Using this feature requires that you have reliable data about average daily travel for road segments near your project study area. This could be in the form of Average Daily Trips (ADT), Average Annualized Daily Trips (AADT) or Average Annualized Weekday Trips (AAWDT). It is preferable to use data that estimates the share of vehicles that are commercial. This feature is designed for “like” roads, and small- to medium-sized projects. While it will run for “unlike” roads and giant projects, results may not be as accurate. Feel free to contact us if you have questions about finding the right calibration data.We also highly recommend that you use calibration data from the same region and type of roads as your project. For example, don’t calibrate tiny local roads with highway data, or use data from California for a project in Toronto. While it may be fine to calibrate larger arterials with highway data, we anticipate better results from calibration data as similar as possible to your project.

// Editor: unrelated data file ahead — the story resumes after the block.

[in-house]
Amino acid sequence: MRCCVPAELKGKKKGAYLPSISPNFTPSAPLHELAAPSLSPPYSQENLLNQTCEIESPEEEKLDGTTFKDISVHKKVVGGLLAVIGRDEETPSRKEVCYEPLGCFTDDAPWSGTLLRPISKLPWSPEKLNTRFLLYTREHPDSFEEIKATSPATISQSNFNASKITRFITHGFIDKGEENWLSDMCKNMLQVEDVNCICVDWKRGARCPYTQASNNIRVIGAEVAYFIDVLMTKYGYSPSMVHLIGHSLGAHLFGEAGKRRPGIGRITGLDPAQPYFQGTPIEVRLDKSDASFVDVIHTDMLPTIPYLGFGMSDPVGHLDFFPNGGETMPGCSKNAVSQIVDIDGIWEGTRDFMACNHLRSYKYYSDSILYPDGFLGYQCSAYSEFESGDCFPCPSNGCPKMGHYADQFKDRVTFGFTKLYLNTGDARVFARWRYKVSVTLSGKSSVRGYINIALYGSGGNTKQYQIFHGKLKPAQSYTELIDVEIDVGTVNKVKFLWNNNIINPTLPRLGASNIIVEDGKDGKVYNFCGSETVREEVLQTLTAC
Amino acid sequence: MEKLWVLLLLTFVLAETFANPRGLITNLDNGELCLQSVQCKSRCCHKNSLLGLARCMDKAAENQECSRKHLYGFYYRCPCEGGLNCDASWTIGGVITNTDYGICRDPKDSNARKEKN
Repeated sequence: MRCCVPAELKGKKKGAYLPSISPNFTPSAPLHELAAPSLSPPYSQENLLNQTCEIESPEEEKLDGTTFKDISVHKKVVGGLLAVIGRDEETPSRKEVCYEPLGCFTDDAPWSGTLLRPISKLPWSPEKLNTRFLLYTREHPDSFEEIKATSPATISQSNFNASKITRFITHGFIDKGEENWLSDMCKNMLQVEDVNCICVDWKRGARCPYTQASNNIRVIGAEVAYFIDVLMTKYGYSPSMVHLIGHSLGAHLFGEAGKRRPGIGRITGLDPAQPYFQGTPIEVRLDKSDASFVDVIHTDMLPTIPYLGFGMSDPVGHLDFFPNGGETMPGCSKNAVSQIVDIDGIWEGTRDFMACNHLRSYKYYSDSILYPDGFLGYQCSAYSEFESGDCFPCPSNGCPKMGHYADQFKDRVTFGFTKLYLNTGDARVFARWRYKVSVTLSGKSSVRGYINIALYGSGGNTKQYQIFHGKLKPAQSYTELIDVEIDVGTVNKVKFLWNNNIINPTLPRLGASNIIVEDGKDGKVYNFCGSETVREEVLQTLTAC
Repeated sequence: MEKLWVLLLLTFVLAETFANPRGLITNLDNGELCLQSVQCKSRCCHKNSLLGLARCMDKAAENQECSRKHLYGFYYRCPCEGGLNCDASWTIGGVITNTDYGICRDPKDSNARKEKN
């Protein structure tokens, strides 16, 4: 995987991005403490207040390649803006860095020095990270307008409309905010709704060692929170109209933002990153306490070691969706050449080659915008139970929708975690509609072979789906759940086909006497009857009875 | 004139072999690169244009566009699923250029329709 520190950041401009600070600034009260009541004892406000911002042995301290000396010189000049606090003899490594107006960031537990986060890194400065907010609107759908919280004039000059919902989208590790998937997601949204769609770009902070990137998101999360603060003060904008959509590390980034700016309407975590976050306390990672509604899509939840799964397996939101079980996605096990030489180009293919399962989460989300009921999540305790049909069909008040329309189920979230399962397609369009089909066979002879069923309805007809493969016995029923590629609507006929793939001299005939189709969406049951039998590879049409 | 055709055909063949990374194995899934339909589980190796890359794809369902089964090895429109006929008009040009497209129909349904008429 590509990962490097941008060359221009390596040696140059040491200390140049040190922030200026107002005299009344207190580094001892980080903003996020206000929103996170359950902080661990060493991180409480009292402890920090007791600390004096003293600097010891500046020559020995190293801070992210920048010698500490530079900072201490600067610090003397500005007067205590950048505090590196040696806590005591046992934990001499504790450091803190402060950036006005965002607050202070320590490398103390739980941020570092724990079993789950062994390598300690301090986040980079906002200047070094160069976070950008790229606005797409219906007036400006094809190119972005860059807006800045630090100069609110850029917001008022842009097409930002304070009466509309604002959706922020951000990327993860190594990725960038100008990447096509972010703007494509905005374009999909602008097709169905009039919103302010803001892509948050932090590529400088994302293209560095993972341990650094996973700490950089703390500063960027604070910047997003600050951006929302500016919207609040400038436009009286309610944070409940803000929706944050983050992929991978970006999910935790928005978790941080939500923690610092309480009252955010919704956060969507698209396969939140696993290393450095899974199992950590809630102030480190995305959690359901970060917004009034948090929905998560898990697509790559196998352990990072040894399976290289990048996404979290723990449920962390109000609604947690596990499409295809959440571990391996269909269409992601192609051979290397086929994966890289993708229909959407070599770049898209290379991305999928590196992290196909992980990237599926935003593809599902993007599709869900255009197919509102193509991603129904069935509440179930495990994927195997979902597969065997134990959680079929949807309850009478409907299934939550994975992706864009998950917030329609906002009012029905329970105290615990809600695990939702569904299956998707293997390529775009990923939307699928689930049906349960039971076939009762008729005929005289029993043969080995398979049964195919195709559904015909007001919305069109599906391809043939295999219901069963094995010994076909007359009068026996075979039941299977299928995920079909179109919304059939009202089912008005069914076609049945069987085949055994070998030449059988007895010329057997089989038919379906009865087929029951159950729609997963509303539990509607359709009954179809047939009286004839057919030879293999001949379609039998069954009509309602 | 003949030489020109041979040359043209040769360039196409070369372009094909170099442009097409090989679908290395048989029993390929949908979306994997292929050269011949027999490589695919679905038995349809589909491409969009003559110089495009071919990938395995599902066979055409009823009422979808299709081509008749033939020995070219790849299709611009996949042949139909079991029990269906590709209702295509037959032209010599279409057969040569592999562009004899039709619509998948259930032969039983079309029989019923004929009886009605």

For this tutorial, we found data in Montgomery County, Maryland for 19 segments from Maryland State Highway Administration. They contained recent AADT data, and I estimated the “commercial” percentage by adding together the small trucks and large trucks percentages. If you have no commercial data, you can use the defaults suggested in the StreetLight InSight pop-up information window instead.
Next, draw Zones for each of the four ways out of the intersection, staring with Step 1a, “Add Zone Set.” Name this Zone Set “Louisville Turning Ratios – Destinations.”